As we learn more about the people we portray, we continue to evolve--making constant improvements to our clothing and kit. Some even take it a step further and wear the proper 18th-century hairstyle. Why not take the impression all the way and shave off that beard? Let's face it, you can be 100% authentic down to your skivvies with each item in your kit completely documented, every piece of clothing meticulously hand-stitched from authentic patterns and in period-correct fabrics, but the whole impact is lost if your outfit is topped off with a thick, bushy beard! One argument I have heard several times from folks not wanting to take that extra step is that "if I shave my wife will divorce me." Admittedly, shaving can be a bit traumatic for loved ones who are unaccustomed to seeing what lies under all those whiskers. Every time I shave for an event Karen goes through a short adjustment period, but she soon gets used to it. Remember that facial hair grows back in a just few short weeks (or months in my case), and I have even known a few folks who liked their new look and decided to stay clean-shaven on a permanent basis. Those of us who have had beards for as long as we can remember just might be pleasantly surprised at what lies underneath all of those whiskers! Besides, if your whole relationship with your spouse hangs on nothing but whether or not you have facial hair, perhaps you should skip the next event and seek out the advice of a marriage counselor instead.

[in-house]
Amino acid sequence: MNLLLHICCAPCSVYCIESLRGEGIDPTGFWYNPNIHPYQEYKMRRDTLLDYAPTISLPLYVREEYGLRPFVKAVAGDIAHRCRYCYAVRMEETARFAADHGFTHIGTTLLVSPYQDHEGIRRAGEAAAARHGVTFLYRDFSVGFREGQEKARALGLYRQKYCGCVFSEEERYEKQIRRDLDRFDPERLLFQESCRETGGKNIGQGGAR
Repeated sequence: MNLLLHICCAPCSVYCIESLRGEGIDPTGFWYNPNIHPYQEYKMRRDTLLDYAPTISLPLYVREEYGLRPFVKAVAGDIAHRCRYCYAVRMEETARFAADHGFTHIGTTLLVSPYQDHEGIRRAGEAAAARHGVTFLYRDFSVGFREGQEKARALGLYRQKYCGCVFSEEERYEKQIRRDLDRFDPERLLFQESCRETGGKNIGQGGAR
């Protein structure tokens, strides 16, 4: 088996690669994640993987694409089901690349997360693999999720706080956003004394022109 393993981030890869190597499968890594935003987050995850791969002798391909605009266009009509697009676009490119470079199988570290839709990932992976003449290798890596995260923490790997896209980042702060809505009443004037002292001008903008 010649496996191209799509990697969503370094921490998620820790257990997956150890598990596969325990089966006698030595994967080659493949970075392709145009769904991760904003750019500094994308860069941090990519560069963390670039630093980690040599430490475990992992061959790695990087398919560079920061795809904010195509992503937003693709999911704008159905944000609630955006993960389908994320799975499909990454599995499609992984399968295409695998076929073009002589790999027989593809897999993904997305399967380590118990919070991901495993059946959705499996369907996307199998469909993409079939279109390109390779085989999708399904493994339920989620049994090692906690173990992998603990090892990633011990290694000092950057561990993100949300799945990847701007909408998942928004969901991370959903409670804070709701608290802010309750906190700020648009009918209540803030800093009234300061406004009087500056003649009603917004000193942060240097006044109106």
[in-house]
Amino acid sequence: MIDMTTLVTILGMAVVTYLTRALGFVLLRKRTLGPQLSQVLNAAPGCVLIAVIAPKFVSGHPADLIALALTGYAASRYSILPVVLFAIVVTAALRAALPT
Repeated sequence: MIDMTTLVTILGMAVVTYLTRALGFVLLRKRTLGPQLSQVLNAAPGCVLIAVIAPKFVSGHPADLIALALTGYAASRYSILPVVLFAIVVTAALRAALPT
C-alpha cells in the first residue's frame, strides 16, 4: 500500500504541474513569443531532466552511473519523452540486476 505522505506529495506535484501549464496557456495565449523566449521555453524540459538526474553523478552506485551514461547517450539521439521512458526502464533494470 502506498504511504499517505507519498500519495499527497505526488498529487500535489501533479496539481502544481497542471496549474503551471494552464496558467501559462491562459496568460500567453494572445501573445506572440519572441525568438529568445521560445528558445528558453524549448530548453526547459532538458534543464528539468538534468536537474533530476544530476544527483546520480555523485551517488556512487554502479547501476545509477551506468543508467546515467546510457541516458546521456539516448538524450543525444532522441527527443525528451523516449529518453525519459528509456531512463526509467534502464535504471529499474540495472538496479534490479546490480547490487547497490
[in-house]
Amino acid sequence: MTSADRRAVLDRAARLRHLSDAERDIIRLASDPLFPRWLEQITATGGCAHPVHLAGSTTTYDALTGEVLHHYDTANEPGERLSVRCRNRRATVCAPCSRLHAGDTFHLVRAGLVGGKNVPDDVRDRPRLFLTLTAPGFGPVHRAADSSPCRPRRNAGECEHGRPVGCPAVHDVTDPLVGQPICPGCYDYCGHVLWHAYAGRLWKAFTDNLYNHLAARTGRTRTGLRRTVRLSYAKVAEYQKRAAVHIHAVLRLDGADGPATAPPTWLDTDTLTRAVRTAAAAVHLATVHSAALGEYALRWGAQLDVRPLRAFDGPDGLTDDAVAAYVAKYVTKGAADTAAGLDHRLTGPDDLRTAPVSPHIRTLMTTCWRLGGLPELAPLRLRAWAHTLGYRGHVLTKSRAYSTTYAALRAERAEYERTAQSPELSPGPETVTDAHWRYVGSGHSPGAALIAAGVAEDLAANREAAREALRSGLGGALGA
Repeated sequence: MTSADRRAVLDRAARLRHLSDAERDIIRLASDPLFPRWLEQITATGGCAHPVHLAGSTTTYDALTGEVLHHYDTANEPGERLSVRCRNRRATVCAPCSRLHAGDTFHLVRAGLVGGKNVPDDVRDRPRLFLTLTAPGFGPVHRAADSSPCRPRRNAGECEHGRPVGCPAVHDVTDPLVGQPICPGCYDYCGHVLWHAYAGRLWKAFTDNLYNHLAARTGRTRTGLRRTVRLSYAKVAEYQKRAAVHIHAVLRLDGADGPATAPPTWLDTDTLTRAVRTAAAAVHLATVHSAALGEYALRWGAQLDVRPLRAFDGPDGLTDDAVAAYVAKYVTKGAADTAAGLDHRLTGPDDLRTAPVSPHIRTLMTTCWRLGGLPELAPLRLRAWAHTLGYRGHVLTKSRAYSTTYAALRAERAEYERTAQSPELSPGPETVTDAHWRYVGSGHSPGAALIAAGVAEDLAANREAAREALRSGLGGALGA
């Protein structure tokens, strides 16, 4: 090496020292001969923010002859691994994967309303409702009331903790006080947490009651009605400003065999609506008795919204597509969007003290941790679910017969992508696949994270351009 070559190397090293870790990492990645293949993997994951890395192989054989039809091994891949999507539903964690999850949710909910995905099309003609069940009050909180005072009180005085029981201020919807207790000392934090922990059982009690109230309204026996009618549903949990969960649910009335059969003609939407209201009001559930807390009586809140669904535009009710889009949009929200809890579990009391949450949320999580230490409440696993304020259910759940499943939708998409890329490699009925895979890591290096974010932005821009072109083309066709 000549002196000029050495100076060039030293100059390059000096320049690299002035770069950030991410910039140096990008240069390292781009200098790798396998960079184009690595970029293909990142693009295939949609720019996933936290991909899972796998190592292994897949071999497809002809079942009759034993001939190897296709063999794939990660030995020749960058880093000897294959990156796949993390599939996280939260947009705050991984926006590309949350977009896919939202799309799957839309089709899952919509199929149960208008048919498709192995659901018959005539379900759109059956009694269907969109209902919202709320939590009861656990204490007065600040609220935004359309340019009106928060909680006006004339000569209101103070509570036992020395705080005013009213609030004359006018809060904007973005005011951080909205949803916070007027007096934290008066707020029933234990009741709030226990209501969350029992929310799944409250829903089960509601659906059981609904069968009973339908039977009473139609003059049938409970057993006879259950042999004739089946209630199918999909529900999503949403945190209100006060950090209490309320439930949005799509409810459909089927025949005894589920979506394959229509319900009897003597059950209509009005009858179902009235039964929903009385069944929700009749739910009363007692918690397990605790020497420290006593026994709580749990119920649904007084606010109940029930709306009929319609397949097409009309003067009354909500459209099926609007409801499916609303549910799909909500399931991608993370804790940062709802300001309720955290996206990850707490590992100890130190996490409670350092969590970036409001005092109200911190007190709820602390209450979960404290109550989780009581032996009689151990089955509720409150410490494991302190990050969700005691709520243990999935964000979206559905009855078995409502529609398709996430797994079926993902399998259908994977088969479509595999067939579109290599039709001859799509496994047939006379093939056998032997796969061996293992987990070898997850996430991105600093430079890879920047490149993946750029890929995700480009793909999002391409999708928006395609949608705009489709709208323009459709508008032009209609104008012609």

Do you HAVE to shave?

We've addressed several facets of this controversial topic, but two burning questions still remain; do we have to be clean-shaven in order to be considered good re-enactors? Are only smooth-faced impressions to be taken seriously?

Of course not.

But let's not kid ourselves that our beards, sideburns and mustaches are in the least bit authentic (except for some German and French grenadiers--of which there currently are none in the NWTA). Besides, I know quite a few people who readily shaved for a "special event" or for the chance to be an extra in a major motion picture. So how about showing the same level of commitment to your regular hobby? If you really take your impression seriously, if you want to take one more step towards complete authenticity and be just a little farther ahead of the "average" re-enactor (if your marriage is sound), if you want to do your part to ensure that the NWTA becomes regarded as the one of the best re-enacting organizations in the nation, then going clean-shaven for the re-enacting season really is the only way to go!

AUTHOR'S NOTE: This article is by no means intended as an exhaustive study on the subject of facial hair among the 18th-century military. If you have additional information or documentation, either pro or con, I would be more than happy to accept your follow-up article.

1) Corson, Richard, Fashions in Hair (Hastings House), 1965.

2) Anburey, Thomas, Travels Through the Interior Parts of America in a Series of Letters by an Officer, (New York: New York Times and Arno Press) 1969, (Vol. II p 287-8, 16 Dec, 1778, Lancaster, PA).

3) Ewald, Johann, Diary of the the American War, Joseph Tustin, editor, Yale University Press, 1979, p 232. This quote comes from the published version of Ewalds diary, and some people question the exact translation of this passage. According to my old high school German instructor, the German word for moustache is "schnurbart," which literally translates as "string-beard." So, it could be that the grenadiers had only mustaches and not full beards.

4) Cuthbertson, p 107-108.

5) Weedon, George, Valley Forge Orderly Book of General George Weedon, (New York:New York Times and Arno Press), 1971 ISBN 0-405-01229-2 (p 122-123)

6) Lamb, Roger, An Original and authentic Journal of Occurances during the late American War from its commencement to the year 1783, Dublin, 1809 (Arno Press Reprint, 1968) p 413 (23 March, 1782).

7) ibid, p 108.

8) Fox, Ebenezer, The Adventures of Ebenezer Fox n the Revolutionary War, (Bowie, Maryland: Heritage Books) 1995 ISBN 0-7884-0214-5, p 161